Let's leave aside the issue concerning a revolutionary nature of DX9 solutions which are so much spoken about among sales managers. Just must say that while the revolutionary character of the solution as a whole is yet to be proved, the revolutionary character of the separate technologies of the GeForce FX is undoubted.

The accelerators are gradually approaching common general-purpose processors in several aspects:

  • Considerable increase of clock speeds
  • The rough force is now being replaced by fine optimization algorithms and approaches
  • Computational aspect is in the forefront
  • Developed system of the general-graphic-purpose commands.
  • Support of several universal formats (types) of data.
  • Possible superscalar and speculative execution.
  • Complexity and flexibility of programs are getting less limited.

The accelerators are striding toward CPUs and they have already outpaced average general-purpose processors in the number of transistors or peak computational power. The issue of convergence depends only on time and flexibility. CPUs are also nearing them by increasing their performance, especially in vector operations, and soon they will be able to fulfill yesterday's tasks of graphics acceleration. Moreover, the degree of brute force parallelism of CPU is growing up as well - just remember the HT or multicore CPUs. The direct confrontation is not close, but it will definitely take place, and primarily between trendsetters in one or another sphere rather than between the classes of devices (the outcome will be called CPU (or CGPU :). Wallets of users are being fought for now, and graphics in this sphere doesn't lose to CPUs.

Before going further I recommend that you read (if you haven't yet) the following key theoretical materials:

Now we are finishing the digression and turning to our main hero - GeForce FX.

GeForce FX: leading role in focus


    

Straight away: the key specifications of the new GPU:

  • 0.13 micron fabrication process, copper connections.
  • 125M transistors
  • 3 geometrical processors (each exceed the specs of the DX9 VS 2.0)
  • 8 pixel processors (exceed the specs of the DX9 PS 2.0 markedly)
  • Flexibly configurable array of 8 pipelined texture filtering units calculates up to 8 sampled and filtered results at a clock.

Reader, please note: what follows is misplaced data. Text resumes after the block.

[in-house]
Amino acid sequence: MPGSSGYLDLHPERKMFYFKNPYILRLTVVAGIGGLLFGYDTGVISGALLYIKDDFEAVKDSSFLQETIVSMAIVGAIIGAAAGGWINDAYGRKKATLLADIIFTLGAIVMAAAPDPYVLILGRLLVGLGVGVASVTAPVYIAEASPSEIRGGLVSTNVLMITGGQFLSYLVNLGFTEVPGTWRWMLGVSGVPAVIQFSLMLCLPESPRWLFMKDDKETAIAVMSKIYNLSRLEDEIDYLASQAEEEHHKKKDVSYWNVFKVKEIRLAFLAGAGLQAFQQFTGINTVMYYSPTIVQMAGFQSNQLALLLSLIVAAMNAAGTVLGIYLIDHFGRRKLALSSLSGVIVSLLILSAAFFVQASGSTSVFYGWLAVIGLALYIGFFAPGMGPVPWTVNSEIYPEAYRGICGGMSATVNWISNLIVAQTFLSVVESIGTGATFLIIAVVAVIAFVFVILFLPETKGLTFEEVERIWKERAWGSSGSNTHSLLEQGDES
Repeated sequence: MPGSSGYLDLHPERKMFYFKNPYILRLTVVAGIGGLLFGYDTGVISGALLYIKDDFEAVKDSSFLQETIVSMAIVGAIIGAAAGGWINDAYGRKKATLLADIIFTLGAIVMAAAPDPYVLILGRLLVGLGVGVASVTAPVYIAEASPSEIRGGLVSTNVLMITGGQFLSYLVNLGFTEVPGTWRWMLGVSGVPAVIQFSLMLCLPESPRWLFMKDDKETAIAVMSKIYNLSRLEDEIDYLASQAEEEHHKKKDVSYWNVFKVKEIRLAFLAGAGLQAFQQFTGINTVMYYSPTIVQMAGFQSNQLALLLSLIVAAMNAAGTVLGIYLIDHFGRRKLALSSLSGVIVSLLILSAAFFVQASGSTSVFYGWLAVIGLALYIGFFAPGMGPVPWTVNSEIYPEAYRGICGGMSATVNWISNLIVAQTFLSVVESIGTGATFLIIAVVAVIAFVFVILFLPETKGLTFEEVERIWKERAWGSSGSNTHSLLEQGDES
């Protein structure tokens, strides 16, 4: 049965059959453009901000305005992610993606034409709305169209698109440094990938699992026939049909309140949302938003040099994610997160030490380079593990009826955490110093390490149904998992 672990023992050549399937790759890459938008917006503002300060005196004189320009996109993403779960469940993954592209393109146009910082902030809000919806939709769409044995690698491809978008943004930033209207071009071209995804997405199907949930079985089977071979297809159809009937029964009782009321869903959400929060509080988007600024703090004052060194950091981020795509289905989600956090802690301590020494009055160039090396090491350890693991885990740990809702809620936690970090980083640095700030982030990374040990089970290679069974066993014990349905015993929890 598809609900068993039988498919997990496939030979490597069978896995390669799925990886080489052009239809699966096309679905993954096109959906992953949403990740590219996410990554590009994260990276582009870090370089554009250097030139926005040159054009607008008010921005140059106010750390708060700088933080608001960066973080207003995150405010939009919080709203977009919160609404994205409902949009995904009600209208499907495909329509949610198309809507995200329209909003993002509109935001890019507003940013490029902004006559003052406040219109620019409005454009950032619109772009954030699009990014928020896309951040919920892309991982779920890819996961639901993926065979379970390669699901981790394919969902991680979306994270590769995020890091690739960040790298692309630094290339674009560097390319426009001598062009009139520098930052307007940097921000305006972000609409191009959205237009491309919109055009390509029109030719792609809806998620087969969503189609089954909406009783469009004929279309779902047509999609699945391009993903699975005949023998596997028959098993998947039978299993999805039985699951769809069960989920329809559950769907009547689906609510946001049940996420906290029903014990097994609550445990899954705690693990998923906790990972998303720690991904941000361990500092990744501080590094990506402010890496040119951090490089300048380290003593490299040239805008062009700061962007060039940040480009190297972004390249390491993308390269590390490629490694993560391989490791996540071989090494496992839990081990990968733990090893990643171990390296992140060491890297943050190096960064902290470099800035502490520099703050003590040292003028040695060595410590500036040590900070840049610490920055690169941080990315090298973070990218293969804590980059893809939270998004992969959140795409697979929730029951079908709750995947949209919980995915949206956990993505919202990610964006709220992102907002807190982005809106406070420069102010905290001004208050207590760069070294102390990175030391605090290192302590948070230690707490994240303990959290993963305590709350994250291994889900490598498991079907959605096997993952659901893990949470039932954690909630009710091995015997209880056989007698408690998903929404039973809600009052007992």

• AGP 3.0 (8x) system interface
  • 128 bit (!) DDR II interface of the local memory
  • Effective 4-channel memory controller with a crossbar
  • Developed optimization techniques for the local memory: full frame buffer compression including color data (for the first time the compression ratio is set to 4:1, only in the MSAA modes), and depth (Z buffer compression)
  • Tile optimization: caching, compression and Early Cull HSR
  • Support of precise integer-valued formats (10/16 bit per component) and precise floating-point formats (16 and 32 bits per component - also known as 64 and 128 bit color) for the textures and frame buffer
  • Through accuracy of all operations - 32 bit floating-point arithmetic
  • Being activated, the new algorithm of optimized anisotropic filtering reduces the performance drop (fps) without bad quality degradation
  • Anisotropic quality up to 8õ of the usual bilinear texture, i.e. up to 128 discrete samples per one texture fetch
  • New hybrid AA modes — 8õ (DirectX and OpenGL) and 6xS (only DirectX)
  • Frame buffer compression makes possible to reduce a performance drop markedly with FSAA enabled
  • Two integrated 10 bit RAMDACs 400 MHz
  • Integrated interface for external TV-Out chip
  • Integrated into GPU TV-Out
  • Three TDMS interfaces for external DVI interface chips
  • Current consumed by the GeForce FX chip based on the .13 technology is comparable to the requirements of the AGP 3.0 specification. Therefore, it's possible to make cards without external power.

And now look at the block diagram of the GeForce FX:




Functions of the blocks:

  • Cache controller, Memory controller, Crossbar - the block controls exchange and caching of data coming from the local memory of GPU and AGP system bus.
  • Vertex Processors - geometrical processors which execute vertex shaders and emulate a fixed T&L. They fulfill geometric transformations and prepare parameters for rendering and for pixel processors.
  • Pixel Processors - execute pixel shaders and emulate pixel stages. They shade pixels and make requests for texture fetch units.
  • Texture Fetch & Filtering & Decompression Units. They implement fetching of certain values of certain textures required by pixel processors.
  • Texture & Color Interpolators - they are interpolators of texture coordinates and color values calculated as output parameters in the vertex processor. These units calculate for each pixel processor its unique input parameters according to the position of a pixel it is shading.
  • Frame Buffer Logic - the unit controls operation with the frame buffer including Frame Buffer Compression & Decompression, caching, Tile HSR Logic - so called Early Cull HSR, and MSAA Allocation and post processing of samples - the final filtering in FSAA modes (FSAA post-processor)
  • 2D Core
  • Two display controllers, two RAMDACs and interfaces

Let's go through the main units of the new chip approximately in the same order as a usual data flow goes. Along the way we will comment on their functions, architecture (the basic one regarding the DirectX 9.0 and additional capabilities of the GeForce FX) and make small lyrical digressions.

 

Aleksander Medvedev (unclesam@ixbt.com)